Pin It
Lansing Meadows

The Village of Lansing Planning Board voted unanimously Monday to grant a special permit to Arrowhead Ventures to build the Lansing Meadows senior rental housing project.  The senior housing project on Oakcrest Road was a condition of a Planned Development Area (PDA) that allowed construction of BJ's Wholesale Club.  But more than eight years later the senior housing element has yet to break ground.  Before approving the permit, the Planning Board added conditions they said would insure that the project is completed within a reasonable period of time.

"This project doesn't have a good history," said Planning Board Chair Mario Tomei. "It started eight to ten years ago.  For various reasons it got put off and changed.  Now we're back to where it could be started.  We don't want to fall in the same trap that we were in before where nothing was happening and we couldn't say anything about this.  We want to be assured that the project is going to start and its going to be completed."

After many years and many plans, developer Eric Goetzmann agreed a few weeks ago to a plan that will cover the entire property with ten single-story duplexes, each apartment approximately 1,500 square feet with its own garage and driveway, arranged on a new semi-circular road with two outlets on Oakcrest Road.  After working out a few minor details over the last few weeks the Planning Board was ready to vote, but not before new conditions were attached to the special permit.

Village Attorney added a number of conditions to the ten extended to every special permit.  They included storm water management, the submission of a maintenance agreement, lighting, landscaping, and curb cut/sidewalk plans.  Planning Board members also wanted a guarantee the project will be completed, but Goetzmann balked at assigning an end date, saying it is harder to get financing from banks if there is a finish date requirement.

"If you put an outside date on it you have to change your whole financing," he said.  "Financing is a whole different animal."

Goetzmann said he wanted to be able to rent units as soon as they finished, but Code Enforcement officer Adam Robbs said that issuing separate building permits for each duplex would not provide enough motivation to Goetzmann to build all ten buildings.  Robbs said that issuing a single building permit would require that the 20 rental units would all be finished before receiving a Certificate of Occupancy, necessary before they can be rented.

"That's your want," Robbs said. "Historically this has been a very very slow project which has changed many times.  To try to stop that happening we want to see the project completed.  The Village wants some sort of guarantee.  If you don't want to post a bond, or you don't want to give us a 'drop dead' date, then this is the other option.  The only other option is if you post a significant amount of money in escrow for the Village to hold on to.  We have to come up with a compromise.

Lansing Meadows20 senior rental units will be arranged along a semi-circular road. A plot of land to the east (right on this plan) is zoned for a commercial use such as a coffe shop senior residents or visitors to the Ithaca Y could walk to.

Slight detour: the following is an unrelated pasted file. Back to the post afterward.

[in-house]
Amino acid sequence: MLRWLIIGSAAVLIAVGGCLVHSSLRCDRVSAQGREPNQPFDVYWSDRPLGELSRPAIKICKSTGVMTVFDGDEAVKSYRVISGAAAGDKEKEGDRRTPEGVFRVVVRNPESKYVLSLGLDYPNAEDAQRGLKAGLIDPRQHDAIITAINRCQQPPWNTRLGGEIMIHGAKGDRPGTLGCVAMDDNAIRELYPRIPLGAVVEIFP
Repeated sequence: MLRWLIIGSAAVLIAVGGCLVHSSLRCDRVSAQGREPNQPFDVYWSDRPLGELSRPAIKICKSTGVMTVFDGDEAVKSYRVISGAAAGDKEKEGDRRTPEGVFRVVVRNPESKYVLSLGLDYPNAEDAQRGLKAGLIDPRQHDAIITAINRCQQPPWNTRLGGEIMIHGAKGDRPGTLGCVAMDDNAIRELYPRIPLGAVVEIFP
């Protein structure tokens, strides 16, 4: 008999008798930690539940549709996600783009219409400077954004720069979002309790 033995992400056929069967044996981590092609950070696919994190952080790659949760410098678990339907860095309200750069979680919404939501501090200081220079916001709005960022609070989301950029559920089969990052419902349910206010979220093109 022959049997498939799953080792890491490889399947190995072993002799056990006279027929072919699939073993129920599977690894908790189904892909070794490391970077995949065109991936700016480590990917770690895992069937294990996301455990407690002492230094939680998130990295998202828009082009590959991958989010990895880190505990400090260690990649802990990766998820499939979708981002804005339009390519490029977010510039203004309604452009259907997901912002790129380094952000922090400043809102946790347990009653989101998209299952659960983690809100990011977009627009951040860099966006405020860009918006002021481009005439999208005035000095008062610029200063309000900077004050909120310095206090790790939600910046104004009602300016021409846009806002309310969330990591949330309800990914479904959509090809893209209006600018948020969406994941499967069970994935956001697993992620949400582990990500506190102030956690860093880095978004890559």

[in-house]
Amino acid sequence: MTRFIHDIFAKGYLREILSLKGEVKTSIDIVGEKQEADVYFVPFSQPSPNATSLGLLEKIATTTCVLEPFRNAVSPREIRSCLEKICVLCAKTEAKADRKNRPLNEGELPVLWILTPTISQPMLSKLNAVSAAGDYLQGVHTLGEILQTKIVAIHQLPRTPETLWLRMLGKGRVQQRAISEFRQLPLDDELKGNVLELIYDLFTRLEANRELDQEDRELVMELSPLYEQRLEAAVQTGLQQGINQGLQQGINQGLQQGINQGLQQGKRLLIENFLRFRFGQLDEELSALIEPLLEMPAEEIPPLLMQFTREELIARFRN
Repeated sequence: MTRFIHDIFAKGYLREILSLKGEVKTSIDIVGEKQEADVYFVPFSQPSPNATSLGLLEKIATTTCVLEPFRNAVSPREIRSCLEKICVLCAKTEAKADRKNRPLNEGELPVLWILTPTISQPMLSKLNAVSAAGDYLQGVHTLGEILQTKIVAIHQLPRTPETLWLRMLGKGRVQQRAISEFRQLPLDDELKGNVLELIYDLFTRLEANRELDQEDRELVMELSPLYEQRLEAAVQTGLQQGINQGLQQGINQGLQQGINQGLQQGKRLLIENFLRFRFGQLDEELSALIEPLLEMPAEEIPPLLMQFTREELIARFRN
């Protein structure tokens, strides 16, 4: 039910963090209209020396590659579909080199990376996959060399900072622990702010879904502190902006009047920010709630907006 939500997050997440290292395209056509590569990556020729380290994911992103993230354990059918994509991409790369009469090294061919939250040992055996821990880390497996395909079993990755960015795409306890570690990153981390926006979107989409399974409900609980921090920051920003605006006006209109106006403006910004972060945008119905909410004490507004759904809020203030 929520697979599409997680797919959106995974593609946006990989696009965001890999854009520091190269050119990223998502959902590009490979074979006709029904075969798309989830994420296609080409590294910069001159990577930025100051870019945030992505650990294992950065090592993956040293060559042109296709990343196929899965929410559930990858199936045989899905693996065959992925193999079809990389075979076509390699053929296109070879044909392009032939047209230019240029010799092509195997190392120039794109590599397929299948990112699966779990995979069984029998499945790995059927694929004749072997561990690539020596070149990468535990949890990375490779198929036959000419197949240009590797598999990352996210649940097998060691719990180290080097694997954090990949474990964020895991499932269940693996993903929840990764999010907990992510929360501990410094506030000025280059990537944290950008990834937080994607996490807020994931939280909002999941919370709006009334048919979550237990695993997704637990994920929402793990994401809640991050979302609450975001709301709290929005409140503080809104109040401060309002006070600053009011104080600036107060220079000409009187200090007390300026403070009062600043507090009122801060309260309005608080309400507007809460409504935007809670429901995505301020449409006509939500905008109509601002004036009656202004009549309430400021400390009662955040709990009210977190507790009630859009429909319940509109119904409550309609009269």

Goetzmann said his goal to get construction drawings done quickly over the next 12 weeks so he can put the project out to bid and hope builders are still taking projects on for the current building season.  But he argued for not requiring a completion date.

"What if you get half way through and something happens -- you hit shale or rock or I don't know..." he said.

"That's what we're worried about, Eric," said Planning Board member Lisa Schleelein. "Given the history of this entire project it's very, very important to all of us."

Robbs insisted on a completion date, noting that Goetzmann had a building permit for the project at one point but never started building.  There was a lengthy discussion during which Village Attorney William Troy asked Goetzmann for three timelines, based on best and worst case scenarios, and something in between.  All agreed that in the best case Lansing Meadows could be completed in 18 months.  The middle scenario, with unexpected delays, was 2 years.  Board members finally agreed that 2 years would be the worst case.  A start date of July 31st was made a condition of the special permit, with July 31, 2020 the agreed-upon completion date.

"I'm not going to fight it," Goetzmann said.  "I'm trying to get it done.  Put 'two years' because by the time we start it's going to be July.  So put at least until the end of the construction season."

The passage of the special permit commits Goetzmann to begin construction July 31st.  The first phase will be to build the road to Village specifications with the expectation that it will be given over to the Village when the project is complete.  Infrastructure will also go in.  Meanwhile, assuming Goetzmann get the plans soon enough he hopes to find a contractor to begin building the duplexes as soon as possible.  He will still need a building permit, and other permits before that phase can begin.

Pin It